While the two models each represent extreme cases, the true mechanism of how NMJs form may in fact include both views. For example, in zebrafish larval muscle, where NMJ formation can be observed in real time, a majority of motor axons grow and extend their filopodia preferentially towards preexisting AChR clusters, where they begin to accumulate nerve-terminal-specific material, as predicted by the myocentric model (336). In contrast, other axons induce new AChR clusters and may also incorporate preexisting AChR clusters (141). Interestingly, the formation of presynaptic specialization in the central region of the muscle was still observed when AChRs were blocked by α-bungarotoxin (α-BTX) or when the formation of AChR clusters was abolished by genetic ablation of the δ-AChR subunit (336). Thus muscle-derived cues that are colocalized with, but do not represent, the prepatterned AChR clusters themselves determine motor axon outgrowth, branching, and initial neuromuscular synaptogenesis. Support of the neurocentric model is provided by observations in mouse diaphragm and in zebrafish (212, 260) where NMJs also form outside of the central band of prepatterned AChR clusters. Furthermore, although denervated adult muscle fibers lack extrajunctional AChR clusters, they are receptive to ectopic innervation by transplanted foreign nerves (see sect. III). In summary, prepatterned AChR clusters may represent a zone with a high expression of MuSK and other synaptic genes (226) to render this region highly sensitive to agrin signaling (260) and thereby delineate a region of preferred innervation. Consistent with this view, agrin alone is not sufficient to induce ectopic postsynaptic structures in muscles expressing low extrasynaptic levels of MuSK (347).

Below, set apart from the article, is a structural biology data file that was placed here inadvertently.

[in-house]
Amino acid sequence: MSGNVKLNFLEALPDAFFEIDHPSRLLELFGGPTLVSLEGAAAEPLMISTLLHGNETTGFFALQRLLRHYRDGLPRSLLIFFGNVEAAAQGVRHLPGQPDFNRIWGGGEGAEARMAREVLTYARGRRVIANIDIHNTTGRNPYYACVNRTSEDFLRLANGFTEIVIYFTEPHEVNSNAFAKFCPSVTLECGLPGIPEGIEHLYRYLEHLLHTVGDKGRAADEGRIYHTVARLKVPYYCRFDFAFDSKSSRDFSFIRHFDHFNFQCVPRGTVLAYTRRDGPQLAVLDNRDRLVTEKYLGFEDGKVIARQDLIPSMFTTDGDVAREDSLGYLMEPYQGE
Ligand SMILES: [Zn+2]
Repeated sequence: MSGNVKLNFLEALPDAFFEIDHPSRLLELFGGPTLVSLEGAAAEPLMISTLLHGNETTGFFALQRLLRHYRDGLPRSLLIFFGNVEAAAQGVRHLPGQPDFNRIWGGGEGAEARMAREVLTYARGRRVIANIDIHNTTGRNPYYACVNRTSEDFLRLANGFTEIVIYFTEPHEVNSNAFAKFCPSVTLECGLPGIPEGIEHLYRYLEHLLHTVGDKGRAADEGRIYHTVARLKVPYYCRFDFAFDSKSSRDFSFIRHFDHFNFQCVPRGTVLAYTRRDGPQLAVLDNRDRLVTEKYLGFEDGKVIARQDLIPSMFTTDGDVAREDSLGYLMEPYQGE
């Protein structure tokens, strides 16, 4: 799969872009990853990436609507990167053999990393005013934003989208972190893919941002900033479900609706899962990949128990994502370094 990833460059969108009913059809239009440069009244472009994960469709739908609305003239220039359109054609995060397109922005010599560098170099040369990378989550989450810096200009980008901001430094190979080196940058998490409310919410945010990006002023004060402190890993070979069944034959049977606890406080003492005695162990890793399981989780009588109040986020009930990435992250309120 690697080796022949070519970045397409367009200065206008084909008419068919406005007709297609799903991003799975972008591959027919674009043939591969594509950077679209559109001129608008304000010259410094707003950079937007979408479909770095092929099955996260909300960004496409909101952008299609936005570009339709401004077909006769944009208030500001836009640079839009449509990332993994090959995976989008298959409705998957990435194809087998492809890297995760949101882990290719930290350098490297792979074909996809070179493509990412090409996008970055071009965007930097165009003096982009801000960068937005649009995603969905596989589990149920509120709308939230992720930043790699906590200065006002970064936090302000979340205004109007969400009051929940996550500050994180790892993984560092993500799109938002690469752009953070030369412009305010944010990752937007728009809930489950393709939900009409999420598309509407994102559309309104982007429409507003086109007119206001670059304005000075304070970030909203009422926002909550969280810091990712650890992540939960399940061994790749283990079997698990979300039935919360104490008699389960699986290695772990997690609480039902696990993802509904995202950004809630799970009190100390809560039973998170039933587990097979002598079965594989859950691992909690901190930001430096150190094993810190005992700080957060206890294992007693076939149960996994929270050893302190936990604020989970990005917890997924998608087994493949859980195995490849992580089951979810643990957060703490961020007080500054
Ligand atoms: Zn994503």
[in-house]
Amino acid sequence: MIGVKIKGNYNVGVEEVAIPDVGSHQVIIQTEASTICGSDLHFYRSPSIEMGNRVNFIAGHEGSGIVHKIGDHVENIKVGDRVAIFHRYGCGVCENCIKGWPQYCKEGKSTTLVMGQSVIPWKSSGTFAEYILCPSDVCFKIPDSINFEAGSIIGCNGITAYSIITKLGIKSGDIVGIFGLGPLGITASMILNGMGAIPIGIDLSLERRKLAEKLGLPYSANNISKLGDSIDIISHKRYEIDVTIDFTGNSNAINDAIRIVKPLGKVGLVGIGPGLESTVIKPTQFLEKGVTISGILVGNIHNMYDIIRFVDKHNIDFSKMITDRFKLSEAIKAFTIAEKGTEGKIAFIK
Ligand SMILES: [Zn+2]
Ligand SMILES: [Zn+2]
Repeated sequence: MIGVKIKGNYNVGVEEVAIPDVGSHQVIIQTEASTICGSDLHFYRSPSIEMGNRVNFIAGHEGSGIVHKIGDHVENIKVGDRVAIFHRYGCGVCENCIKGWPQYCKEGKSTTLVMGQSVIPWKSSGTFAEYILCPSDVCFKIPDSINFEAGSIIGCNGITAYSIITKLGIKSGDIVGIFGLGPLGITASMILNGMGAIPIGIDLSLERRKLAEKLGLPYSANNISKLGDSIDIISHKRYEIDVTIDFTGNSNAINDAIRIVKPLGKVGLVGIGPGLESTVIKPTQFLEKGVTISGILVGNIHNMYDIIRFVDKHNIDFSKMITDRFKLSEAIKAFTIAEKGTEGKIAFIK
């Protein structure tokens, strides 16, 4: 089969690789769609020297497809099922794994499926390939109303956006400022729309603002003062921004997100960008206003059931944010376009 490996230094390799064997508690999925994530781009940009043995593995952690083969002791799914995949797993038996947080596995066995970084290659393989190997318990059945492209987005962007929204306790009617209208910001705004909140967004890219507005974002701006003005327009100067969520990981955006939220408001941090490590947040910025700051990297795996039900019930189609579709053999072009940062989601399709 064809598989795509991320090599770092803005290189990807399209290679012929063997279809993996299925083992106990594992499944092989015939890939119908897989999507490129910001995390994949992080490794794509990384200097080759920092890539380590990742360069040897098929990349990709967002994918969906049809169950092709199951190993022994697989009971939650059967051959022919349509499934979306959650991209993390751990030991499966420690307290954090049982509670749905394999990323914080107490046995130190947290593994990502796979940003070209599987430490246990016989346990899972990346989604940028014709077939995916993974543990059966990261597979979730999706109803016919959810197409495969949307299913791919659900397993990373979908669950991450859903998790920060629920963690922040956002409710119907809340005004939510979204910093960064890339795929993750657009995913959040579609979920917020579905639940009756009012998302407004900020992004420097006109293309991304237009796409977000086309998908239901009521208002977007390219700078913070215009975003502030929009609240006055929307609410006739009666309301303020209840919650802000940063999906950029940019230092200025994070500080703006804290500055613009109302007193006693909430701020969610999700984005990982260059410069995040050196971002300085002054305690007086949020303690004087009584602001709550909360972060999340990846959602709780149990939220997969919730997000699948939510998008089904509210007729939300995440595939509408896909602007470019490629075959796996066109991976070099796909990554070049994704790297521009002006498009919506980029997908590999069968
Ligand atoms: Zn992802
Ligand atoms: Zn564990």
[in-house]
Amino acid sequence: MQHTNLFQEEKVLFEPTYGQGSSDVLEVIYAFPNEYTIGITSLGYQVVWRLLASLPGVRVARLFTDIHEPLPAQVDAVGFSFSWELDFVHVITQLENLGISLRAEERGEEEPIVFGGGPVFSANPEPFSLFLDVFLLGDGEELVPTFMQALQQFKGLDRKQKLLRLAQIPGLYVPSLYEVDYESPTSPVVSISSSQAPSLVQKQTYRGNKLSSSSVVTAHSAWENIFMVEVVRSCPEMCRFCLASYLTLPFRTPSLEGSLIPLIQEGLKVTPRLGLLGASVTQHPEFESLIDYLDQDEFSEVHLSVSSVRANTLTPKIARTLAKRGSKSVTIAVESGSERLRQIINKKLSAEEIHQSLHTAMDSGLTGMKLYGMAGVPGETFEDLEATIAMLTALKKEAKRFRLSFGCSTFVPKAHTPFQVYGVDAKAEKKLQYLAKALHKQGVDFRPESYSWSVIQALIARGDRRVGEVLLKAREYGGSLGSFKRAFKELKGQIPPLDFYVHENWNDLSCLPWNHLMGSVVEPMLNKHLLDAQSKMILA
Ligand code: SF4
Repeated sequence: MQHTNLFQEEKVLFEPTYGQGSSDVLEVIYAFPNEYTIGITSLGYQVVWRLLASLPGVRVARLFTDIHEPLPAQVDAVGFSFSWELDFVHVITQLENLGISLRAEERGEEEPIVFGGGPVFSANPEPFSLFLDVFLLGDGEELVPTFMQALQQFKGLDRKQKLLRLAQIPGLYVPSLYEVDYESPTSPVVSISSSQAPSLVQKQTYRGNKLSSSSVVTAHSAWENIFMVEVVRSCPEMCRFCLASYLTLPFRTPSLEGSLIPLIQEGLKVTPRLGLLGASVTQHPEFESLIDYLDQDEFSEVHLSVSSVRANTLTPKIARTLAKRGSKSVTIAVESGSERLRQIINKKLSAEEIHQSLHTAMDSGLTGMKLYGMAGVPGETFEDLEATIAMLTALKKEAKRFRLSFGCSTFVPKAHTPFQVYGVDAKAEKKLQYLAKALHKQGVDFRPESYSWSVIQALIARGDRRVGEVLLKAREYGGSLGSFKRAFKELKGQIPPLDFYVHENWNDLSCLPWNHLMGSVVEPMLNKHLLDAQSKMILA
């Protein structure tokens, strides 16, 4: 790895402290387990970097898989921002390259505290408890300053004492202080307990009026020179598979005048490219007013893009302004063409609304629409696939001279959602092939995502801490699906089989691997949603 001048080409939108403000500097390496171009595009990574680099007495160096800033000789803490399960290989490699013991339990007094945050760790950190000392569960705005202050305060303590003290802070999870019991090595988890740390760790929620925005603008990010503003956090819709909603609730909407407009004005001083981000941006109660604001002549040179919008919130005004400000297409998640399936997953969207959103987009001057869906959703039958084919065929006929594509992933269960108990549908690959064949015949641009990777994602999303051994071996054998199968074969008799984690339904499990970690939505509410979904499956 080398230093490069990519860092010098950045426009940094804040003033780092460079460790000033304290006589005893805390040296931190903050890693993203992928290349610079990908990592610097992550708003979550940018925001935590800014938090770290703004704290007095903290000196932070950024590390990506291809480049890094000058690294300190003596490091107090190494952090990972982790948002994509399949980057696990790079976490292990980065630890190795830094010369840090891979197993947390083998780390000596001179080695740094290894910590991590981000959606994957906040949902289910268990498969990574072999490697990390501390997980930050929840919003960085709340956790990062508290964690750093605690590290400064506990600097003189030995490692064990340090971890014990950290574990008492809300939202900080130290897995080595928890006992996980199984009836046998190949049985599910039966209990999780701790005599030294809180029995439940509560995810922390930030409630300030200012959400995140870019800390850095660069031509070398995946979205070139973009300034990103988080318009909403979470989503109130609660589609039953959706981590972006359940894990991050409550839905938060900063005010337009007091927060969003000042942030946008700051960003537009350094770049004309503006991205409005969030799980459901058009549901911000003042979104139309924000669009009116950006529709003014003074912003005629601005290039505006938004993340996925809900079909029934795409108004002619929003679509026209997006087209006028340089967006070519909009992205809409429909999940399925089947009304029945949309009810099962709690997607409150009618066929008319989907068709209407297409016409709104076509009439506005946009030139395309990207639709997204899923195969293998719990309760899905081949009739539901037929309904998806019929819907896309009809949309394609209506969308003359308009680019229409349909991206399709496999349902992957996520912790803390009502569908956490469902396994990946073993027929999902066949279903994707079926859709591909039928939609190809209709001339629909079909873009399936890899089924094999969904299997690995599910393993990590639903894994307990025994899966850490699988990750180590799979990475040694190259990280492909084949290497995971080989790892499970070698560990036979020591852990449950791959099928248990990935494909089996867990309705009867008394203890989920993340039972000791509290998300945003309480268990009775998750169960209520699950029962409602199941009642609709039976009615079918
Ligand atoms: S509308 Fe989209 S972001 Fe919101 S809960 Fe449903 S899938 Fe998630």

Once the motor axon has established an initial contact with postsynaptic AChR clusters, aneural clusters are eliminated. Several lines of evidence indicate that ACh is the factor that causes the dispersal of such aneural AChRs. Such role of ACh as a signal for the dispersal of aneural AChR clusters was invoked from genetic experiments with agrin and choline acetyltransferase (ChAT) single and double mutants. Specifically, concomitant removal of ACh (through ChAT-knockout) and of agrin synthesis in vivo increases the total number, size, and percentage of innervated AChR clusters in embryonic diaphragm compared with ablation of Agrn alone, and the endplate band width is increased (305). Consistent with a dispersing action of ACh, cholinergic agonists reduce the number of spontaneous AChR clusters in cultured myotubes (46), at least in part by promoting AChR endocytosis (406). However, for the nerve to eliminate distant, aneural AChR clusters through the secretion of ACh, it seems unlikely that the ACh concentrations required for ACh-mediated dispersal (∼10 μM) in cultured muscle cells would be reached at aneural AChR clusters over the entire central band, i.e., tens of microns away.